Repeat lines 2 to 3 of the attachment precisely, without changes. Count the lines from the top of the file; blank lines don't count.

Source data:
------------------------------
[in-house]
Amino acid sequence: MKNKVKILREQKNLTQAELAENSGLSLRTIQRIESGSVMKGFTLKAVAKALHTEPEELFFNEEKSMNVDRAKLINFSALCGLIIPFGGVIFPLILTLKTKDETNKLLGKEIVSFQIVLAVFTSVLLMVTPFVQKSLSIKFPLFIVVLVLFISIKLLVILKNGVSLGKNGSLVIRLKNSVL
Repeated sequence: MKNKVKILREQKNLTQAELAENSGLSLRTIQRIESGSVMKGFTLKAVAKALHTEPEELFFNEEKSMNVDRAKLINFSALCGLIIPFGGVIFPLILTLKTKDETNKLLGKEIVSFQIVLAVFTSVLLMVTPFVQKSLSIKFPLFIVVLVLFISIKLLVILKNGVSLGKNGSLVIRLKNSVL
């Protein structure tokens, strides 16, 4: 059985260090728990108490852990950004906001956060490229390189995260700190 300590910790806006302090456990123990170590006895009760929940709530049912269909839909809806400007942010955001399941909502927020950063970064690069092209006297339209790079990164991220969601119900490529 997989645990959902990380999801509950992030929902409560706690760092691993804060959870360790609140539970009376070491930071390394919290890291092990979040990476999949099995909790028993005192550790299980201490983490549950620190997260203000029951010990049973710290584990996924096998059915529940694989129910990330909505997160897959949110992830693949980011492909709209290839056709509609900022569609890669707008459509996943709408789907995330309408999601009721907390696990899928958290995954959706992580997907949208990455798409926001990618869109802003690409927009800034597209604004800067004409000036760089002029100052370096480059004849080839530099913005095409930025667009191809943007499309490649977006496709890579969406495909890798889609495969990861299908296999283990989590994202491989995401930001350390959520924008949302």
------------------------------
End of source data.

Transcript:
Amino acid sequence: MKNKVKILREQKNLTQAELAENSGLSLRTIQRIESGSVMKGFTLKAVAKALHTEPEELFFNEEKSMNVDRAKLINFSALCGLIIPFGGVIFPLILTLKTKDETNKLLGKEIVSFQIVLAVFTSVLLMVTPFVQKSLSIKFPLFIVVLVLFISIKLLVILKNGVSLGKNGSLVIRLKNSVL
Repeated sequence: MKNKVKILREQKNLTQAELAENSGLSLRTIQRIESGSVMKGFTLKAVAKALHTEPEELFFNEEKSMNVDRAKLINFSALCGLIIPFGGVIFPLILTLKTKDETNKLLGKEIVSFQIVLAVFTSVLLMVTPFVQKSLSIKFPLFIVVLVLFISIKLLVILKNGVSLGKNGSLVIRLKNSVL